Dogs Found Crippled, Chained in Bitter Cold Before Chrysler-Supported Iditarod

Company to Face Protest After First-Ever Eyewitness Investigation Reveals Extreme Suffering at High-Profile Mushers’ Kennels

For Immediate Release:
April 9, 2019

David Perle 202-483-7382


Chrysler, whose Anchorage franchise is an Iditarod sponsor, is poised to face protesters following PETA’s first-ever video exposé of kennels tied to the annual event. Footage captured by an eyewitness who worked at Team Baker Kennel—owned by veteran Iditarod competitors John Baker and Katherine Keith—and at three-time Iditarod champion Mitch Seavey‘s “kennel,” which was managed by 2019 Iditarod musher Ryan Santiago, revealed that dogs’ only protection, even when the wind chill dropped to minus 19 degrees, was dilapidated, open-faced boxes or plastic barrels.

All the dogs were kept chained and denied contact with one another. Many had worn-down, raw, and bloody paw pads from frantically running in tight circles at the end of their short metal chains, and one dog at Seavey’s kennel was denied veterinary care for the open, infected wounds caused by the constant chafing of his collar. Other dogs left without veterinary care include one who’d incurred a crippling spinal cord injury that left her dragging her back legs and a former Iditarod champion with painful arthritis who was left chained up, limping and crying.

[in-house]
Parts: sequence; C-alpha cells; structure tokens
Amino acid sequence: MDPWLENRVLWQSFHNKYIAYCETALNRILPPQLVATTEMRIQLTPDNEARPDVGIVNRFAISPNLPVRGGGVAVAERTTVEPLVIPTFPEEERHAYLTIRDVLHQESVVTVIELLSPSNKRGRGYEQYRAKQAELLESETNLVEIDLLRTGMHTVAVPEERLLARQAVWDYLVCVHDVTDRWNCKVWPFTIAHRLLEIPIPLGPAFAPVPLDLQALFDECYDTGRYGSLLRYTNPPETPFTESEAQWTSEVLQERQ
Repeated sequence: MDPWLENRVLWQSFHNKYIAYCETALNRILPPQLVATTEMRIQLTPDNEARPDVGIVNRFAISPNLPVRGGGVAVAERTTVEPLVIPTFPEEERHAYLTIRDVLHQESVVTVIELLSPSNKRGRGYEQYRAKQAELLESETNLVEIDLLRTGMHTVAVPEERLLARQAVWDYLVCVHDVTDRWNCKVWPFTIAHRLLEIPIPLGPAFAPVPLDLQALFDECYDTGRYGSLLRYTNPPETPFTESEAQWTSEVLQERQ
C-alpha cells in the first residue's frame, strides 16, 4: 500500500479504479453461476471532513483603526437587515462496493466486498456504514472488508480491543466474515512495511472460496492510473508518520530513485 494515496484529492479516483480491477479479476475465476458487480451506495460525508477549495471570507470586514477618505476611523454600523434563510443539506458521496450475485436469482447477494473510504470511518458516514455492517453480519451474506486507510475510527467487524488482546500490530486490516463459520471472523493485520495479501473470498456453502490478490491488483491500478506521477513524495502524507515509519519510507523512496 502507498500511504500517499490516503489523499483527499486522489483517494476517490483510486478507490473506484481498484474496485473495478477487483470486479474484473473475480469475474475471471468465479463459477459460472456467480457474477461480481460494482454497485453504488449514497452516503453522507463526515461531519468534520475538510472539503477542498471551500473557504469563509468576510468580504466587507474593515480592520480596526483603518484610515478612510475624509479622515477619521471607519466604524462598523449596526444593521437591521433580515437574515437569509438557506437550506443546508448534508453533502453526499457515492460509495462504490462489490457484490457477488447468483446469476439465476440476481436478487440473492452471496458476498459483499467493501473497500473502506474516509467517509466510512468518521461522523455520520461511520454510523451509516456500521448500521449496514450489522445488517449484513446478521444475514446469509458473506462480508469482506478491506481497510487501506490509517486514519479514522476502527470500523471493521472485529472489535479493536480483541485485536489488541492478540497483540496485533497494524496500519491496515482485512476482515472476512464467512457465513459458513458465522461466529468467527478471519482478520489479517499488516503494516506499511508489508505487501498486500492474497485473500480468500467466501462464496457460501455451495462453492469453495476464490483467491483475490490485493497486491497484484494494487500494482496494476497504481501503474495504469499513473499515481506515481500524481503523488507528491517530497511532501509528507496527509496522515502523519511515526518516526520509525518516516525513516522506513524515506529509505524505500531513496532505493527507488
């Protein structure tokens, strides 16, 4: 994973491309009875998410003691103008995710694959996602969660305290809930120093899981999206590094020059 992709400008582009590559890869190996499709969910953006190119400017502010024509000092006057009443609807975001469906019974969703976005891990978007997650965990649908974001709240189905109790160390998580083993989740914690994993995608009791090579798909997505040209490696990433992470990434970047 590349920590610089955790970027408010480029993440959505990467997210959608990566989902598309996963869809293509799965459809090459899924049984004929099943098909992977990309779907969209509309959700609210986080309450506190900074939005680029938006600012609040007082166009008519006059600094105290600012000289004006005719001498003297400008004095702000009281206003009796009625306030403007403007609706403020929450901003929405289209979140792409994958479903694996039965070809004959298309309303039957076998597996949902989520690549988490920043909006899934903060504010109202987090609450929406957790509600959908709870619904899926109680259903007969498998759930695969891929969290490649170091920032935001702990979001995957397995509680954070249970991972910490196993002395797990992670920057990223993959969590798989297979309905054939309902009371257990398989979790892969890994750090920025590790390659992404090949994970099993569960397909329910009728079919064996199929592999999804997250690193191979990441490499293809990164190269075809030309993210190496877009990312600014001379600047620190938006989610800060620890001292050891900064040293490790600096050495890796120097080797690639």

“When dogs used in the Iditarod aren’t being raced until their paws bleed and they die after inhaling their own vomit—which has happened frequently—they’re chained around the clock, only able to run in circles and howl,” says PETA Executive Vice President Tracy Reiman. “Every company that cuts ties with this hideous race helps bring PETA one step closer to ending it, and we’re calling on Chrysler to do just that.”

PETA—whose motto reads, in part, that “animals are not ours to abuse in any way” and which opposes speciesism, a supremacist view of the world—has submitted its evidence and requests for investigations to appropriate agencies. The group’s efforts to persuade Chrysler to cut ties with this cruel spectacle include numerous protests—and at 12 noon on Wednesday, a pack of PETA supporters will descend on downtown Detroit at the intersection of Woodward Avenue and Cadillac Square to urge Chrysler to stop supporting it. The protesters will display a “dead dog”—representing Oshi, who died after likely inhaling her own vomit during this year’s Iditarod—chained to a wooden doghouse.

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